The Story of

The Twisted Arrow:

A Metaphor of Personal Empowerment


by William V. Giddings, Ed.D.


At a very young age, probably around 2-3 years old, when children first begin to question and challenge and interpret their lives, all children experience a few moments when the Force in their lives seems to have pushed a "Pause" button and everything goes still and frozen except the child and the Force. And during that brief time the child is given three pieces of basic equipment to use the rest of his/her life.

The first item is a large bow. Not the kind you put in your hair, but the kind you shoot arrows with. This particular bow shoots a special kind of arrow called a "stress arrow."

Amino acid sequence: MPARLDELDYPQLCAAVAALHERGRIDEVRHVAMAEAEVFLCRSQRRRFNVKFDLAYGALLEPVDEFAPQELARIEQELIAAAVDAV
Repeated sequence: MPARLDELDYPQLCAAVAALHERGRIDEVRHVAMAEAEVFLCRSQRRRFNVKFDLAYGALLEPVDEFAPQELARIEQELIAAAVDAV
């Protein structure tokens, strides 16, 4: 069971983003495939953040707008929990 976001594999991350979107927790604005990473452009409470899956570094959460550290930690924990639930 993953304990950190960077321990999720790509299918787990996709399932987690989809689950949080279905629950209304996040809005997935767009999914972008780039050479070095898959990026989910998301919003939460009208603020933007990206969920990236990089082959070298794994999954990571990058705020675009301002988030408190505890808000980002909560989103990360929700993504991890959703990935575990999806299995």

The second item is a long cone-shaped tube closed up at the smaller end. It's called a quiver, and it can hold a lot of stress arrows.

The third item isn't equipment at all, it's a Coupon...

It has the child's name on it, and it reads,

"Good for an unlimited supply of stress arrows. Love, The Force"

And with that, the Force pushes the Pause button again and the child's world comes alive.

But this time the little kid notices some things she hadn't seen before. Mom, Dad, big sister, Uncle George, Grandma, all have bows and quivers with lots of arrows sticking out.

"What in the world are these things for??" asks the little kid to herself.

And then as she hears Mom and Sis start to argue she suddenly notices Sis pull out one of those stress arrows and shoot Mom with it as she yells, "You never let me do anything!"

And just as suddenly she sees Mom shoot an arrow at Sis as Mom says, "I'm sick and tired of you being so lazy and not helping out around here!"

"Hmmmm, interesting," says the kid. "That's what they're for!" As she continues to watch her world she soon realizes that all the bigger people have this equipment and shoot each other with stress arrows when they are mad or hurt or upset.